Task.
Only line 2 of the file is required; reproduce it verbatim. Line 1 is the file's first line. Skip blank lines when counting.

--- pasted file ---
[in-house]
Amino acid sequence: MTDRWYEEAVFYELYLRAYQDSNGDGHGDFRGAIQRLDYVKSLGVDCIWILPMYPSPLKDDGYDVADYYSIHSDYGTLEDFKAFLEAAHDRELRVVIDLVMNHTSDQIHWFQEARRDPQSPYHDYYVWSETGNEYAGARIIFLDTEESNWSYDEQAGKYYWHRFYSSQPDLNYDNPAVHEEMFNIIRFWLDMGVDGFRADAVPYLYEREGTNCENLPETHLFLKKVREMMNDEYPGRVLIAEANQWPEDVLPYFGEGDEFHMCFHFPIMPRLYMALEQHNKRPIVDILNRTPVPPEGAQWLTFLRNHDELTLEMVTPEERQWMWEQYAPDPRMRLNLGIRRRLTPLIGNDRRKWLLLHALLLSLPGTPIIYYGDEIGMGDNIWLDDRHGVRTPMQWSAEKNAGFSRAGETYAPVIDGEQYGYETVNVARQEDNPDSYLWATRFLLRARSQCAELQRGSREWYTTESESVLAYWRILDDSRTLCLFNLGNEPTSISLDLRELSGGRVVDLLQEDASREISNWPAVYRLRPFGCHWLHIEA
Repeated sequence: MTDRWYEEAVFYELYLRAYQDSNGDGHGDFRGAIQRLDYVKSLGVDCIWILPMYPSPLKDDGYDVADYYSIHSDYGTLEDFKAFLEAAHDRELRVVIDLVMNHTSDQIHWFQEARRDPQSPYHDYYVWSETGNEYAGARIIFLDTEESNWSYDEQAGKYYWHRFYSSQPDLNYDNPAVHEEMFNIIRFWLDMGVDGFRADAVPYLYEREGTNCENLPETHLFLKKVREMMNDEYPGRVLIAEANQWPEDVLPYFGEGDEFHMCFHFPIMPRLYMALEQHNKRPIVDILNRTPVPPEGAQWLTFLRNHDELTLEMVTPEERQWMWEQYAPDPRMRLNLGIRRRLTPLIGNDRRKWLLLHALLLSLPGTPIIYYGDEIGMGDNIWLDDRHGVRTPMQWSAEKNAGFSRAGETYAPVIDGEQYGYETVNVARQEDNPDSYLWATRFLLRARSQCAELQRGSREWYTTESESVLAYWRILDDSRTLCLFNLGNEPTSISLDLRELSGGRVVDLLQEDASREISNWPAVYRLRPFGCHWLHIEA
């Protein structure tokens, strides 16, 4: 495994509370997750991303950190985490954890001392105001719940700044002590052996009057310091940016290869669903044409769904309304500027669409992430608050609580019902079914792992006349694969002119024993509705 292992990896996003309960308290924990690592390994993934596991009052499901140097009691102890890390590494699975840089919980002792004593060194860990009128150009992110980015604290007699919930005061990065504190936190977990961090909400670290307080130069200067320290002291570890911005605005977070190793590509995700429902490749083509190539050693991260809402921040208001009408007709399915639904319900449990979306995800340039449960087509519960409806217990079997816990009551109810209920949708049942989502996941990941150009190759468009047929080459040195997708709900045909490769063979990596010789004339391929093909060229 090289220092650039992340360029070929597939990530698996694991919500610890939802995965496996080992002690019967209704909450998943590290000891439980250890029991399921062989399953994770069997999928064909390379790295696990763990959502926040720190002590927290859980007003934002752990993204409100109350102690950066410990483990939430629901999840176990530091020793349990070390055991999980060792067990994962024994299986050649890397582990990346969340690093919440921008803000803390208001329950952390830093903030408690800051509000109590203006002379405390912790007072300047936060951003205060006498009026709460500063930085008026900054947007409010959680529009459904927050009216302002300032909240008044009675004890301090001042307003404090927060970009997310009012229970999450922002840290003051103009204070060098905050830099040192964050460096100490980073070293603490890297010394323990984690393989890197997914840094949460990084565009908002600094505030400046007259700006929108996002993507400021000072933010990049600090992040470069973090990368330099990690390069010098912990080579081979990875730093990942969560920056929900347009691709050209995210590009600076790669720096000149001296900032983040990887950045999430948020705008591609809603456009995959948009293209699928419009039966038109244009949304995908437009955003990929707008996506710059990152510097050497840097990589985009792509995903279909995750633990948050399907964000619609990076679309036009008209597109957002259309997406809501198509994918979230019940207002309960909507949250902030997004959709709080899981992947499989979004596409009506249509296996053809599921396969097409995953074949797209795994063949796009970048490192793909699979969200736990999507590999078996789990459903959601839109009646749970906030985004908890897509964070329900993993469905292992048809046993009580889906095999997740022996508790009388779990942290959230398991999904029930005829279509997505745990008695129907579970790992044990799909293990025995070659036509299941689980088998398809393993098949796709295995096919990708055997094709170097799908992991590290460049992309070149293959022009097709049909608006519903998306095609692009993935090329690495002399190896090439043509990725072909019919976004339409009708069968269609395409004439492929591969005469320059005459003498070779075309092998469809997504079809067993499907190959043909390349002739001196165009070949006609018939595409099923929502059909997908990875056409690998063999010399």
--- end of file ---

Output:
Amino acid sequence: MTDRWYEEAVFYELYLRAYQDSNGDGHGDFRGAIQRLDYVKSLGVDCIWILPMYPSPLKDDGYDVADYYSIHSDYGTLEDFKAFLEAAHDRELRVVIDLVMNHTSDQIHWFQEARRDPQSPYHDYYVWSETGNEYAGARIIFLDTEESNWSYDEQAGKYYWHRFYSSQPDLNYDNPAVHEEMFNIIRFWLDMGVDGFRADAVPYLYEREGTNCENLPETHLFLKKVREMMNDEYPGRVLIAEANQWPEDVLPYFGEGDEFHMCFHFPIMPRLYMALEQHNKRPIVDILNRTPVPPEGAQWLTFLRNHDELTLEMVTPEERQWMWEQYAPDPRMRLNLGIRRRLTPLIGNDRRKWLLLHALLLSLPGTPIIYYGDEIGMGDNIWLDDRHGVRTPMQWSAEKNAGFSRAGETYAPVIDGEQYGYETVNVARQEDNPDSYLWATRFLLRARSQCAELQRGSREWYTTESESVLAYWRILDDSRTLCLFNLGNEPTSISLDLRELSGGRVVDLLQEDASREISNWPAVYRLRPFGCHWLHIEA